A Huge Sox Haul


So just last week as I was trying to find some “me” time, I decided to go online and just take a look at some eBay auctions I had on my watch list. So adding one card to the cart turned into (for the moment as I have others enroute) FIFTY-TWO Red Sox I needed for my All Time Sox Collection!!! It certainly helped that I had just landed an eBay gift card via a work Yankee Swap. This grouping came from four different sellers, all at free shipping to boot! So as it snowing outside right now here in New England, let’s dive into the spree and realize there are ONLY 46 days left till Spring Training!!!


First up, a number of Conlon Collection cards I needed in which this is their only card for some guys. In some cases, guys like Roy Johnson have other cards (1933 Goudey), but haven’t found a collector grade I was happy with for my budget. Hence, a 99 cent Conlon will cross off his name nicely. Hard to picture a Red Sox uniform from the bygone days without the classic navy cap and red “B.”. No, in the 1920s and early 30’s the had white caps and donned pinstripes.


And even more Conlons! Thank God for these sets as they certainly help team collectors fill in the gaps when they weren’t many trading card sets produced. It helps that he captured a lot of lesser known players too! I’ve always loved the black and white photography captured in the Conlon Series.


Next up, a big ‘ol batch of Red Sox from a little known set called 1972 The Yawkey Red Sox. This set captured Red Sox players from the 1930s and feature black and white photos on a bronze/brown background. This is an issue you don’t see too often.


The backs have a short write up and call to help the longtime Red Sox charity, The Jimmy Fund. There are 45 unnumbered cards in the set, and again for many of the ballplayers, this is their only card appearance. These measure out at a standard card size.


Miscellaneous Sox, Top Row:
• 1979 Early Red Sox Favorites Set; Wilcey Moore, John Gooch
• 1987 Conlon Collection; Ike Boone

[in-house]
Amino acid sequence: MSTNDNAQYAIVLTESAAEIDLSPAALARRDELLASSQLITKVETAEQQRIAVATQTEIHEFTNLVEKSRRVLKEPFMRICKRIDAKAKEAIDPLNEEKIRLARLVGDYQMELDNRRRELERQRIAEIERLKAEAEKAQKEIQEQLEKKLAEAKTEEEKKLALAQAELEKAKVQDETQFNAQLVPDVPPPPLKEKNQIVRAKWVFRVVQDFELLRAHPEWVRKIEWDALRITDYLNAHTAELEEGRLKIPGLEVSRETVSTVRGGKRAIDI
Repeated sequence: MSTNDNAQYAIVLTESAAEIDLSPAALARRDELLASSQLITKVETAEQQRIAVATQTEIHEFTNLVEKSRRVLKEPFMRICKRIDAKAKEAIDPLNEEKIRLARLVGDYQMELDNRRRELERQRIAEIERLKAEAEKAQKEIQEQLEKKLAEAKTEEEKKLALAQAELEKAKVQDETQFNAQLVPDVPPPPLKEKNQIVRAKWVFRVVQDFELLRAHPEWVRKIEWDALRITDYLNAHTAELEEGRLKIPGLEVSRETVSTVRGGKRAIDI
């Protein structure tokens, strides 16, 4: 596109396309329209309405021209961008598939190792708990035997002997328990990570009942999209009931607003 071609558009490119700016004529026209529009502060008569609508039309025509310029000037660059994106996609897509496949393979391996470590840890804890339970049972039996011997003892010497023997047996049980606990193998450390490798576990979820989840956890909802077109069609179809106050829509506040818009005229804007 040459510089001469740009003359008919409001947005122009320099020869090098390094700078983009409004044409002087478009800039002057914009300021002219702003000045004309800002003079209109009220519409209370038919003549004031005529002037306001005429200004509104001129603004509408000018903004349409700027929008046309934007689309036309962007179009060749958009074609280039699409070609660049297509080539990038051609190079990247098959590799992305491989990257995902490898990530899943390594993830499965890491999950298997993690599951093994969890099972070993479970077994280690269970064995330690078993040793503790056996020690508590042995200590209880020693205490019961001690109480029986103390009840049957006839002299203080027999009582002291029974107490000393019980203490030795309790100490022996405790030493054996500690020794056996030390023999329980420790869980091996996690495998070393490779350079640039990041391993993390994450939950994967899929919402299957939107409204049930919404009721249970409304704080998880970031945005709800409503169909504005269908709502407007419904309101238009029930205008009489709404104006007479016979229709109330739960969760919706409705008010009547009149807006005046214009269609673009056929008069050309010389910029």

Miscellaneous Sox, Bottom Row:
• 1979 Diamond Greats; Buster Mills
• 1978 Grand Slam; Smead Jolley
• 1985 Big League Collectibles/1930-39 National Pastime; Hennie Manush

The 1979 Early Red Sox Favorites Set is a collectors issue from Maine. Measuring slightly larger than a standard sized card, this black and white set highlights some of the Sox from the 1920s – 30s.

The bottom row are new issues for me. I have seen the Manush before but stumbled upon the Mills and Jolley so I quickly grabbed those. Jolley is on a 1934 Orbit Tattoo but I never see it around.


And more Sox I have been trying to track down.

Miscellaneous Sox, Top Row:
• 1979 TCMA Baseball History Series the 1950’s; Chuck Stobbs
• 1978 Boston Globe Boston Red Sox of the 1950s; Bobby Avila
• 1981/82 Boston Globe Boston Red Sox of the 1950s; Eddie Kasko

Although Chuck Stobbs played parts of five seasons with Boston, this is his only card in a Sox uni. He would go 33-23 in a 102 games pitched while carrying an earn run average of 4.70.

A three-time All-Star, Bobby Avila wrapped up a ten year career with three teams in 1959. The Red Sox were the second of three and he lasted precisely two months in the hub, while getting into 22 games. We would hit .244 while three of his eleven hits would leave the yard.

Miscellaneous Sox, Bottom Row:
• 1983 Topps “1952 Topps Reprint Set”; Archie Wilson
• 1970 Topps: Tom Matchick

I had been looking for the 1952 Wilson for a bit. See he sits at card number 327, which is a high number and a short print. There’s one specimen on eBay right now, a PSA 8 that someone is asking for $5300.00 plus!!!! A PSA 7.5 from Dean’s Cards will set you back nearly a grand. The lowest priced one, an ungraded, F-GD for about a hundred bucks. Because of all that, you never see the reprint version come up often so I grabbed that as fast as I could. A couple bucks beats $100 any day right now. Also a high number, but easier to find is the 1970 Matchick. He was picked up by the Sox in December of 1969 from the Tigers for Dalton Jones. Matchick would only last 10 games in Boston logging one hit in fourteen official at bats.


And to close things out, some more current Red Sox needs. This is my first of the more recent Topps Stadium Club issues, they remind me of a glossy version of the 1996/1997 Fleer Baseball sets. As a Sox fan, it’ll be interesting to see if Sandy Leon can hang onto the starting gig behind the plate going into 2017. Coming into 2016, the BoSox thought they had two top catching prospects in Blake Swihart and Christian Vazquez to handle the duties, but it was Leon who took over after injuries hit and batted a .310 clip while slugging .476. I’ve always liked Chris Young, but he never became the star many thought he’d become.

Fifty-two new Sox cards — a nice way to make a dent into my All-Time Collection. I should have some more to show off next week, including some pre-war card from an issue I do not possess yet.